Friday, April 28, 2023

REVIEW: 'The Marvelous Mrs. Maisel' - Midge Faces Federal Charges as Susie Advocates for Her Clients in 'The Pirate Queen'

Amazon's The Marvelous Mrs. Maisel - Episode 5.05 "The Pirate Queen"

Midge lands in hot water after a corporate gig goes south.

"The Pirate Queen" was written by Isaac Oliver and directed by Scott Ellis

Midge and Joel will always remain drawn to each other no matter where they are in their lives. That's been true throughout the series. It's also on display in 1987 where Joel happens to be in jail. He's apparently serving a sentence for some kind of white collar crime. He's not worried about anything that could possibly happen to him. It's a rather peaceful sentence aided by Midge visiting him every month. That proves how constant this connection will always be. It's frustrating to a certain extent because it's a path the show has pursued many times already. In 1961, Midge and Joel even kiss once more. That's a familiar plot beat. One that indicates how the show may not have much creativity left within this personal dynamic. That's in sharp contrast to everything else happening. That stands out. Joel is concerned about Midge because of Susie's ties to Frank and Nicky. She was defeated as a performer and that almost cost Susie everything. Months have now passed and Midge appears just as oblivious as ever. She doesn't see the strain on her career because of these mob connections. She only sees the best in Susie. It's easy to see why. Susie is an incredible manager. She will fight for her clients no matter what. Midge is just one of many now. She demands the most attention. However, she has stability in her career. She has a day job. That's how she brings in a paycheck. She doesn't have to take other gigs. She wants to keep performing onstage to keep her craft fresh. She sees the power in honing that skillset. It's something she's compelled to do even though it only creates a hassle for Susie and Dinah. That's only a slight inconvenience. The more pressing concern is trying to get a producer to hire their comic for an acting job. Dinah and Maggie are running the phones all the time just to get an answer. That persistence is admirable. Susie becomes the talk of the town because of the lengths she will go to. She understands where producers go during their personal time. She invades that privacy to force this conversation. She admits that it's not in her financial interest to push this hard. It's what she does because it's where the inspiration lies within her clients. That matters to her. Sure, she is more than fine laughing at their expense. She is annoyed by the eccentricities of her clients. Midge needs constant attention. Alfie has bought a llama in Las Vegas. Susie still remains determined to make them each stars. All of that is possible with the right gig. All it takes is that breakout moment for them to hit an upward trajectory. Susie experiences that herself. That's inspiring. Midge doesn't like to talk about Susie in the future. And yet, Susie's influence as the best manager Midge ever had always looms over her career. She can't live in that denial forever. That's what creates that delectable tension for wherever that story is heading.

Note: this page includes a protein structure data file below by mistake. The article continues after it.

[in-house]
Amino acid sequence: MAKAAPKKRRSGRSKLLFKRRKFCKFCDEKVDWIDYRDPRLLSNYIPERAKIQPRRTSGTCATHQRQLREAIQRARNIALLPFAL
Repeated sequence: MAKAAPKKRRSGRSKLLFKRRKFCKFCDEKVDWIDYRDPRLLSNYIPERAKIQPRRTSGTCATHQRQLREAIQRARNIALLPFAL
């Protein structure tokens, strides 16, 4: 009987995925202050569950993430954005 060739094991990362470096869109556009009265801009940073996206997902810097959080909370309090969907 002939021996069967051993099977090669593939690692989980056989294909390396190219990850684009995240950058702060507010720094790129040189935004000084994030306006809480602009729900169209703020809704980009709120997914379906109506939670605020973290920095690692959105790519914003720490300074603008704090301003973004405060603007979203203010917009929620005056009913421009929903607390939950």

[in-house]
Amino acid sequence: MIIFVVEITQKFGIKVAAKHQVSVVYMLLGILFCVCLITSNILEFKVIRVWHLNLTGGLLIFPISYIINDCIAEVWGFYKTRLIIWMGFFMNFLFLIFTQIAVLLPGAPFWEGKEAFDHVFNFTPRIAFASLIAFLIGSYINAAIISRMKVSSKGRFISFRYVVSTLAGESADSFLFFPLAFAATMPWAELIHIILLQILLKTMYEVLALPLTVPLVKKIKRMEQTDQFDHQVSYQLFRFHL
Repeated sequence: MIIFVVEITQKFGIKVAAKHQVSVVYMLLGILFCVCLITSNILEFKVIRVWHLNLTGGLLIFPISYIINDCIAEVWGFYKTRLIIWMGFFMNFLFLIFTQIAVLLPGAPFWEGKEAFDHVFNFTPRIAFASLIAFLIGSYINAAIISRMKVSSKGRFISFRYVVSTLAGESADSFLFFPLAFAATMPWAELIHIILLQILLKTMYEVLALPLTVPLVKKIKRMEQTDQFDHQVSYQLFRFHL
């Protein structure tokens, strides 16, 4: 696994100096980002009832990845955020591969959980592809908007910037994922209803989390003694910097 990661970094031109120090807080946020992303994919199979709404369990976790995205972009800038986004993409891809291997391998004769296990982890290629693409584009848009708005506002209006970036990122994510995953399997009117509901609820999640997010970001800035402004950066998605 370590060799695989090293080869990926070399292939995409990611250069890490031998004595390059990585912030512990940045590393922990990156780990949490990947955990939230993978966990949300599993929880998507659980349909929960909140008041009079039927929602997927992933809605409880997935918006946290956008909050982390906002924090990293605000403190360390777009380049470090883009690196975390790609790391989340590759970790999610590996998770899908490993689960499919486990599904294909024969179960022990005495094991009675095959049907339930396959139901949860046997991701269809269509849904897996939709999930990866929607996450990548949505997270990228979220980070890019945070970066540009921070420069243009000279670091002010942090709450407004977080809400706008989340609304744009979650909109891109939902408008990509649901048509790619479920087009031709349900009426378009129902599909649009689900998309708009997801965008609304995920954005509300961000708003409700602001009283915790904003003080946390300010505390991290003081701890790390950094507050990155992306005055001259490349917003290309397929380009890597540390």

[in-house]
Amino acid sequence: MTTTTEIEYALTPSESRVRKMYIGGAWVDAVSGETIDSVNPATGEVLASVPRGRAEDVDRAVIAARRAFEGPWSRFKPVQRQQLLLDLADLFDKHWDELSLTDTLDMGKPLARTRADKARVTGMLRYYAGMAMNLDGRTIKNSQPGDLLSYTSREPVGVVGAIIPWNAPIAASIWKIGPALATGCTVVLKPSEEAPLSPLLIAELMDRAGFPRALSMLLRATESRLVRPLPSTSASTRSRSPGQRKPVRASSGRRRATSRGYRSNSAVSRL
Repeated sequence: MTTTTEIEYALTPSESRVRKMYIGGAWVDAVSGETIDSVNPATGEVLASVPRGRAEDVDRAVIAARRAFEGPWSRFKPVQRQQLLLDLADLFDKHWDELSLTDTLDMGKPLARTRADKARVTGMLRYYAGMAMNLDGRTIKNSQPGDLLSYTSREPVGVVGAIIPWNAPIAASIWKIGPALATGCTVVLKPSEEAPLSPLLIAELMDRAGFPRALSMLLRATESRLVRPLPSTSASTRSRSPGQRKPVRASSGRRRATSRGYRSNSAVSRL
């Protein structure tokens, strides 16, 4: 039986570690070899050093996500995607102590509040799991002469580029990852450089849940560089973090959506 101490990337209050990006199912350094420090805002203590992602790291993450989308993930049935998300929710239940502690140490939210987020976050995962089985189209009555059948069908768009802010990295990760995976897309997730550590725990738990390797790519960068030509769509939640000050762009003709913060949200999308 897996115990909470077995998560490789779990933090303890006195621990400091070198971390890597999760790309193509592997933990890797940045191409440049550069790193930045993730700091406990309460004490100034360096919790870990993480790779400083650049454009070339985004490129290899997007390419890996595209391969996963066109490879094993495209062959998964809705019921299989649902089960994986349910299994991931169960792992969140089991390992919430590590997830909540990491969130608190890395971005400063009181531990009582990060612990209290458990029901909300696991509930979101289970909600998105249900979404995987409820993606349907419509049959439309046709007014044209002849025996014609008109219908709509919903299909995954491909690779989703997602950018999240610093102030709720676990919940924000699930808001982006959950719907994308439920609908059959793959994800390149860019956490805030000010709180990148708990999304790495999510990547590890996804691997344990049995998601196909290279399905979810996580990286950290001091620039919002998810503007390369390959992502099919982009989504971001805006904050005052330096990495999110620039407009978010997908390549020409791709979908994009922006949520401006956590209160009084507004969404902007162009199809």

Of course, the season is in no rush to actually detail Midge's journey from The Gordon Ford Show to her life and career in 1987. Something happens during her time as a staff writer that catapults her to fame. That's a crucial element of her story. As such, the audience is patiently waiting. She has become a part of this environment now. She relies on her fellow writers to help with various aspects of her life. She jokes with them too. It's no longer an alienating environment. Gordon still flirts with her. He's desperate to take her out on a date. She's determined to perform on the show. That remains her goal. She was distraught over that being impossible for a moment. She too remains persistent. That's endearing to a certain extent. That's a case of Midge's denial actually being fruitful. It's supported by the career that awaits her. But again, the story is all about slowly accepting Midge in this environment. The dysfunction happens elsewhere. The Weissman household is thrown for a loop when Janusz announces Zelda will no longer have to work. He will provide for her. That comes after all the family does for Zelda's wedding. This is the rare moment where she is celebrated. She has gone everywhere with this family. They've depended on her for a long time. Abe and Rose can't function without all she does for them. That's not a concern for Midge even though it disrupts the childcare she depends on. That's just not a big consequence. Instead, she's off for her next gig. The perception comes that her impressing corporate executives on a boat party will force her to gain more visibility on the show. She accepts a job Gordon doesn't want to do. George brought in a new sponsor. Midge has experience with the diaper products. Gordon sees it all as beneath him. It's not fitting of the top show in the country. Midge celebrates that designation while enjoying the fun of the boat as well. Again, she exudes confidence when it comes to performing. She is a stellar comedian. The conversation quickly turns to the possibility of her praising this product on-air so Gordon doesn't have to. And then, everything shifts when Midge simply leaps to the defense of a waitress. She's being harassed. Midge toys with him like she does in so many of her interactions. It ultimately leads to her being labeled as a criminal facing federal charges as a pirate. It's completely absurd. Susie and Gordon get a laugh out of the situation. It's embarrassing for Midge. It doesn't change her position on the show. Gordon and Mike see George's influence. They delight in his misery instead. This situation can be managed. They have the legal team to do so. Midge has earned that respect. She wants the people in the office to know she has achieved everything on her own merits. She rejects Gordon's advances because that would produce a different narrative. It's still enough to drive the story for multiple episodes. As such, the narrative doesn't completely escape that impulse. It shows more awareness from Midge even though her perspective largely doesn't change throughout the scope of her life. That's true both within her family and in her career. That's certain even though it makes for a more stubborn depiction of characters across long-form storytelling.